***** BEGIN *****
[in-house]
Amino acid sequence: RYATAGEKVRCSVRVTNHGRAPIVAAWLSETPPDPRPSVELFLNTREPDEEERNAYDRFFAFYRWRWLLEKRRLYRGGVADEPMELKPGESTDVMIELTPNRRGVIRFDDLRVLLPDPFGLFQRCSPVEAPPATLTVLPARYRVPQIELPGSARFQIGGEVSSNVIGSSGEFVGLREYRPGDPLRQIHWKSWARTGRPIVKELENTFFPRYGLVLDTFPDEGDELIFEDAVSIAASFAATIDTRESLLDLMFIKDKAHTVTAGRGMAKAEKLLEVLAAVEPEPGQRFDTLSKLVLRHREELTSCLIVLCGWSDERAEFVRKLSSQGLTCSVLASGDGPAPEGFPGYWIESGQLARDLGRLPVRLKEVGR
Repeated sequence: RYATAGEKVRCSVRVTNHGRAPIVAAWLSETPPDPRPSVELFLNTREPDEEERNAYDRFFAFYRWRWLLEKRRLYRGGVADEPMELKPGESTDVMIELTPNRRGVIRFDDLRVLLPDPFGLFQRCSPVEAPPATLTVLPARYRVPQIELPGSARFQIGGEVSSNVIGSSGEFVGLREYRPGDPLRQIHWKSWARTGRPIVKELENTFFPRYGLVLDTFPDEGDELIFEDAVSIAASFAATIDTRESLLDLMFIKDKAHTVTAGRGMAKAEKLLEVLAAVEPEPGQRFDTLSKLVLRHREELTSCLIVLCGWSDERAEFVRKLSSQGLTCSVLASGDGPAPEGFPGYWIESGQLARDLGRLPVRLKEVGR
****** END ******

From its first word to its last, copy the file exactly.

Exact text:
[in-house]
Amino acid sequence: RYATAGEKVRCSVRVTNHGRAPIVAAWLSETPPDPRPSVELFLNTREPDEEERNAYDRFFAFYRWRWLLEKRRLYRGGVADEPMELKPGESTDVMIELTPNRRGVIRFDDLRVLLPDPFGLFQRCSPVEAPPATLTVLPARYRVPQIELPGSARFQIGGEVSSNVIGSSGEFVGLREYRPGDPLRQIHWKSWARTGRPIVKELENTFFPRYGLVLDTFPDEGDELIFEDAVSIAASFAATIDTRESLLDLMFIKDKAHTVTAGRGMAKAEKLLEVLAAVEPEPGQRFDTLSKLVLRHREELTSCLIVLCGWSDERAEFVRKLSSQGLTCSVLASGDGPAPEGFPGYWIESGQLARDLGRLPVRLKEVGR
Repeated sequence: RYATAGEKVRCSVRVTNHGRAPIVAAWLSETPPDPRPSVELFLNTREPDEEERNAYDRFFAFYRWRWLLEKRRLYRGGVADEPMELKPGESTDVMIELTPNRRGVIRFDDLRVLLPDPFGLFQRCSPVEAPPATLTVLPARYRVPQIELPGSARFQIGGEVSSNVIGSSGEFVGLREYRPGDPLRQIHWKSWARTGRPIVKELENTFFPRYGLVLDTFPDEGDELIFEDAVSIAASFAATIDTRESLLDLMFIKDKAHTVTAGRGMAKAEKLLEVLAAVEPEPGQRFDTLSKLVLRHREELTSCLIVLCGWSDERAEFVRKLSSQGLTCSVLASGDGPAPEGFPGYWIESGQLARDLGRLPVRLKEVGR